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An International Comparison of Lifetime Inequality: How Continental Europe Resembles North America

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We compare earnings inequality and mobility across the U.S., Canada, France, Germany and the U.K. during the late 1990s. A flexible model of earnings dynamics that isolates positional mobility within a stable earnings distribution is estimated. Earnings trajectories are then simulated, and lifetime annuity value distributions are constructed. Earnings mobility and employment risk are found to be positively correlated with base-year inequality. Taken together they produce more equalization in countries with high cross-section inequality such that the countries in our sample have more similar lifetime inequality levels than crosssection measures suggest.

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  • Audra J. Bowlus & Jean-Marc Robin, 2011. "An International Comparison of Lifetime Inequality: How Continental Europe Resembles North America," University of Western Ontario, Centre for Human Capital and Productivity (CHCP) Working Papers 20116, University of Western Ontario, Centre for Human Capital and Productivity (CHCP).
  • Handle: RePEc:uwo:hcuwoc:20116
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    Cited by:

    1. Peter Levell & Jonathan Shaw, 2016. "Constructing Full Adult Life-cycles from Short Panels," International Journal of Microsimulation, International Microsimulation Association, vol. 9(2), pages 5-40.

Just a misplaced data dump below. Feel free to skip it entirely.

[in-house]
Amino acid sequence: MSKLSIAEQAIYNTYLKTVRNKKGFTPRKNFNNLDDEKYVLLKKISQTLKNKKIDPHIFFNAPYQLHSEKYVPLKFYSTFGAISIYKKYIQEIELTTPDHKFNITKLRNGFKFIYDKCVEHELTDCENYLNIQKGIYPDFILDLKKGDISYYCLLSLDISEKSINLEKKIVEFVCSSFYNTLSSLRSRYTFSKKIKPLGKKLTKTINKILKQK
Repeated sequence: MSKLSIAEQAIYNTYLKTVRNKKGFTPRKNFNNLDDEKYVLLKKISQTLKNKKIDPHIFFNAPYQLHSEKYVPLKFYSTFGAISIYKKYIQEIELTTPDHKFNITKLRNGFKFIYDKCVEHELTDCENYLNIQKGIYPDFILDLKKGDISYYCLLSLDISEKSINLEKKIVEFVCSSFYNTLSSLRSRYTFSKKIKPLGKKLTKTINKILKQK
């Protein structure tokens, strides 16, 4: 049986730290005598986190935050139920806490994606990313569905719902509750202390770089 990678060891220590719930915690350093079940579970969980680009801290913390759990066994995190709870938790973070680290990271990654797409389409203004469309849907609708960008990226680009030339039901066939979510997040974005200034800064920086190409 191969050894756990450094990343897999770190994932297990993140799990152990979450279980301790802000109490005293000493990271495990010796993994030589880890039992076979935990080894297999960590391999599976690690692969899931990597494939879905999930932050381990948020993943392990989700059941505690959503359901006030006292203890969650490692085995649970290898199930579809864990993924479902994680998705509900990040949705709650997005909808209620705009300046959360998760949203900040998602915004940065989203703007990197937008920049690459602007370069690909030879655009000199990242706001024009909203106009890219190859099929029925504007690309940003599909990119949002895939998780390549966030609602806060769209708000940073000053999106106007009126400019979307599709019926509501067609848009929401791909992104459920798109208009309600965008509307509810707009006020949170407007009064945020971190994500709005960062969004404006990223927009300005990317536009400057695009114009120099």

2. Giacomo Corneo, 2015. "Income inequality from a lifetime perspective," Empirica, Springer;Austrian Institute for Economic Research;Austrian Economic Association, vol. 42(2), pages 225-239, May.
    3. Garnero, Andrea & Hijzen, Alexander & Martin, Sébastien, 2016. "More Unequal, But More Mobile? Earnings Inequality and Mobility in OECD Countries," IZA Discussion Papers 9753, Institute for the Study of Labor (IZA).
    4. Giesecke, Matthias & Bönke, Timm & Lüthen, Holger, 2011. "The Dynamics of Earnings in Germany: Evidence from Social Security Records," Annual Conference 2011 (Frankfurt, Main): The Order of the World Economy - Lessons from the Crisis 48692, Verein für Socialpolitik / German Economic Association.
    5. Peter Levell & Barra Roantree & Jonathan Shaw, 2016. "Mobility and the lifetime distributional impact of tax and transfer reforms," IFS Working Papers W16/17, Institute for Fiscal Studies.
    6. Bonin, Holger & Reuss, Karsten & Stichnoth, Holger, 2015. "Life-cycle incidence of family policy measures in Germany: Evidence from a dynamic microsimulation model," ZEW Discussion Papers 15-036, ZEW - Zentrum für Europäische Wirtschaftsforschung / Center for European Economic Research.
    7. Heshmati, Almas & Kim, Jungsuk, 2014. "A Survey of the Role of Fiscal Policy in Addressing Income Inequality, Poverty Reduction and Inclusive Growth," IZA Discussion Papers 8119, Institute for the Study of Labor (IZA).
    8. van Dalen, H.P. & Henkens, K., 2015. "Why Demotion of Older Workers is a No-Go Area for Managers," Discussion Paper 2015-025, Tilburg University, Center for Economic Research.
    9. Feld Lars P. & Schmidt Christoph M., 2016. "Jenseits der schrillen Töne," Perspektiven der Wirtschaftspolitik, De Gruyter, vol. 17(2), pages 188-205, July.
    10. repec:spr:astaws:v:11:y:2017:i:2:d:10.1007_s11943-017-0205-9 is not listed on IDEAS

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